Los Angeles Times Building (source: Wikipedia)
July 17, 2018: Judge Lifts Order On LAT To Remove Information From Article

A federal judge lifted the order requiring the Los Angeles Times to remove information from an article that contained mistakenly published information. The judge said at a hearing that he was initially unsure about if the paper accessed the document legally, but has concluded that a clerical error led to its publishing. He explained that the injunction was a move to protect the detective’s safety. The Los Angeles Times removed part of the article but challenged the ruling.

Los Angeles Times
July 16, 2018: The Injunction Against LAT Met With Backlash From Press Freedom Groups 

The Reporters Committee For Freedom Of The Press and 59 news media organizations signed an amici curiae in support of the Los Angeles Times.

Reporters Committee For Freedom Of the Press Amicus Curiae

The Los Angeles Times Editorial Board writes that the judge’s order is “an egregious attack on well-established principles of American liberty.”

It’s as if a 20th century judge had ordered The Times to pick up its printed newspaper from every driveway in which it had landed. As a practical matter, it’s too late for that. And as a matter of liberty — the freedom from shocking restraints on the flow of information — it’s dangerous.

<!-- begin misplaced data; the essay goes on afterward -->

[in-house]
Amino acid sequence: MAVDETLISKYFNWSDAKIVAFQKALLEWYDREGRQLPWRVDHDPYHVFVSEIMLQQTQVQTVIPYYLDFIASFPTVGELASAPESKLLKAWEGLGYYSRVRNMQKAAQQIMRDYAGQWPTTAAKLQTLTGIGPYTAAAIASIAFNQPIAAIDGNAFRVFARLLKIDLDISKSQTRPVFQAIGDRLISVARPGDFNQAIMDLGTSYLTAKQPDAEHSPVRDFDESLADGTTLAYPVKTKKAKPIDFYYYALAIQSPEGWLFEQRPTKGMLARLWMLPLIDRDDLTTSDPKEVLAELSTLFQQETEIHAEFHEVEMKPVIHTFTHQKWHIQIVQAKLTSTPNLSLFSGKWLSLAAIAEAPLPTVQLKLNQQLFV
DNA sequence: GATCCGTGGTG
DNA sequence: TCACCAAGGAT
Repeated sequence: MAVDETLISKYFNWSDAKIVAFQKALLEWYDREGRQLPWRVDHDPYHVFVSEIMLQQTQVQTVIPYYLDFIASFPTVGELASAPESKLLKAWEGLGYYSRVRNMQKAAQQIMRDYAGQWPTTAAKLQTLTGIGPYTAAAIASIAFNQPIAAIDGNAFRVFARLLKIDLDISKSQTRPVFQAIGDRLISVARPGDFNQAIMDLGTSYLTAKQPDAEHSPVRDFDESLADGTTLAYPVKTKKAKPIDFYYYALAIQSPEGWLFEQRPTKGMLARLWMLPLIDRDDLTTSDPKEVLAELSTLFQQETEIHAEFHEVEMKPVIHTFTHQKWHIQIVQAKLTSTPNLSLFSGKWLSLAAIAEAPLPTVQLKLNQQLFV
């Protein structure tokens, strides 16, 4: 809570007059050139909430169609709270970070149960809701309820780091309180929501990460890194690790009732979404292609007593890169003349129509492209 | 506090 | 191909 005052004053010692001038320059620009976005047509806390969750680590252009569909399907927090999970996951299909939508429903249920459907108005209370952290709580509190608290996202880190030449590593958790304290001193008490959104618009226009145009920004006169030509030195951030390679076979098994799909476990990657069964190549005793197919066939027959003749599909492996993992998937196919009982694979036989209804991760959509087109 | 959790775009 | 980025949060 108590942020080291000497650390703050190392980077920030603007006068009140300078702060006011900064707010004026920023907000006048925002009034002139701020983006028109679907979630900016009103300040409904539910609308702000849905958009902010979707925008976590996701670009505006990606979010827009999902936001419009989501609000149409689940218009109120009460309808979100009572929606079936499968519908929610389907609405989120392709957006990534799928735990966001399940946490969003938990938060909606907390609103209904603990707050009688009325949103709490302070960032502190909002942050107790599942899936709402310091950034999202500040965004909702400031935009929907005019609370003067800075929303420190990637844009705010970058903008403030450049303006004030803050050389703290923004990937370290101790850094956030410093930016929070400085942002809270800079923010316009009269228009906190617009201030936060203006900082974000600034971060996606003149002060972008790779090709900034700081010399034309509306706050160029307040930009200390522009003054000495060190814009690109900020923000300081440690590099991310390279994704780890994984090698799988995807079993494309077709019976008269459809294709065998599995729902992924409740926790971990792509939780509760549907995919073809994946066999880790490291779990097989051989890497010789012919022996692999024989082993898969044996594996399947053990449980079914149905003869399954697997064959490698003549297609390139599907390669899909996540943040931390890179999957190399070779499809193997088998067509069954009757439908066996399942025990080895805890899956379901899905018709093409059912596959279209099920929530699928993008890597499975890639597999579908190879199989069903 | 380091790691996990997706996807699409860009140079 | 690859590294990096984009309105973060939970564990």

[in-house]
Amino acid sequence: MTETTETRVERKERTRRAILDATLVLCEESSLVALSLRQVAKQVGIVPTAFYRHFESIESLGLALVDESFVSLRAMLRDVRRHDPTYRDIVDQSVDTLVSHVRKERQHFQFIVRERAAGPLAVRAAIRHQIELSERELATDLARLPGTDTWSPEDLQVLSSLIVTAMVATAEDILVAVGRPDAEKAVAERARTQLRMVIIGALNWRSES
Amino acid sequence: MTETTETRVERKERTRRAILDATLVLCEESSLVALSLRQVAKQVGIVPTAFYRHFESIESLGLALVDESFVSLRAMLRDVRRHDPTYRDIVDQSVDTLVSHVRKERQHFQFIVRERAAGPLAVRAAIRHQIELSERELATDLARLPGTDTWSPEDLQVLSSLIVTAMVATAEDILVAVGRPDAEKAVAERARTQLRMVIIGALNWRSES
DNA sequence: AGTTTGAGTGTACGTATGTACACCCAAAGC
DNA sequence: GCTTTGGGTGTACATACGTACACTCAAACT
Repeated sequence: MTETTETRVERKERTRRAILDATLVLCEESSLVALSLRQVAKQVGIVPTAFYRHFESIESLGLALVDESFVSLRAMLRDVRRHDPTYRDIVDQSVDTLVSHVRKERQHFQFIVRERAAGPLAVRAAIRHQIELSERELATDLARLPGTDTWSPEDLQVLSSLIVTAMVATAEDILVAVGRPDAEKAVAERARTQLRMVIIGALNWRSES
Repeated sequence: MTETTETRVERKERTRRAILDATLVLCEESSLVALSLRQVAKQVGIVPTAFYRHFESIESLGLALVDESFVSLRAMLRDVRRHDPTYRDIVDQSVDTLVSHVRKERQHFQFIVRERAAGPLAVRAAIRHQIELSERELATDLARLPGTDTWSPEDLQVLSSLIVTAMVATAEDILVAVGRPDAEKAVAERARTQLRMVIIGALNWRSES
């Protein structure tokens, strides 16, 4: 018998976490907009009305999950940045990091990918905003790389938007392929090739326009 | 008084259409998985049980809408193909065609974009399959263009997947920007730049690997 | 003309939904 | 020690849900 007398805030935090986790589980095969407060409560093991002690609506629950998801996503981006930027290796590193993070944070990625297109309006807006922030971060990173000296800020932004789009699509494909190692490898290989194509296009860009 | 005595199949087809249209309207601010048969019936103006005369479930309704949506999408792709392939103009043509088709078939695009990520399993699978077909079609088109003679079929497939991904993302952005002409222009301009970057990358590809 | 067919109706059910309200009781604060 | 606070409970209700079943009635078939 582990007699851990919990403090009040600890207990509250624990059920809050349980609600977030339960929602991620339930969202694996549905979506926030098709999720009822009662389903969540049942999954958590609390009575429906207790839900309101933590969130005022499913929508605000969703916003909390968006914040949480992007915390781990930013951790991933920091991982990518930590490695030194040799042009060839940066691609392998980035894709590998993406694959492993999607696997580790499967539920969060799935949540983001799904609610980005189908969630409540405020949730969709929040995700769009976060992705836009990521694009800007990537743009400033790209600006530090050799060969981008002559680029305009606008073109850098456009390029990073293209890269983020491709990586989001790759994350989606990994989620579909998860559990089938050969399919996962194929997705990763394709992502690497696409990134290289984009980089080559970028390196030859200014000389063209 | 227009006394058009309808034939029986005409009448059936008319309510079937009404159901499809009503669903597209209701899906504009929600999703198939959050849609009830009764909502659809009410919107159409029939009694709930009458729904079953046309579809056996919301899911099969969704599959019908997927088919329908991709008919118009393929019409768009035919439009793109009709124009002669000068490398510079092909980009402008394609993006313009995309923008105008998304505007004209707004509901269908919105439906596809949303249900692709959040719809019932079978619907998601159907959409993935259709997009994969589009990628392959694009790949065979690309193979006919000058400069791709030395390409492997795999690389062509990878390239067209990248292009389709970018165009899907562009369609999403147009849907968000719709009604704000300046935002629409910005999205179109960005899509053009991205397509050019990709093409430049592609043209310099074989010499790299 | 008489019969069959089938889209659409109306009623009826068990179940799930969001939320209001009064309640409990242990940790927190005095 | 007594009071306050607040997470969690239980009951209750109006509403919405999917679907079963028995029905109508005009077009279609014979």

July 15, 2018: Can the Los Angeles Times Be Forced to Take Down a Published Piece?

On Saturday, the Los Angeles Times took down part of a published piece that detailed information obtained from documents erroneously published on PACER, a public legal documents site. The plea agreement between prosecutors and a detective caught in a sting operation had been posted on PACER despite Judge John F. Walter of United States District Court for the Central District of California ordering it sealed after the detective pled guilty to several charges. The Times made the decision to publish based on the story’s newsworthiness and intends to fight the ruling. “There is sort of constant effort to nibble away at the First Amendment, and I think there is an obligation to respond to that and push back,” said Norman Pearlstine, the paper’s executive editor, according to the New York Times. Of note is the due process problem:  the injunction was issued without the newspaper being party to the suit or being called to the courtroom for a hearing.

New York Times Los Angeles Times The Hill The Volokh Conspiracy Temporary Restraining Order
For more information see FAW’s piece on Prior Restraints.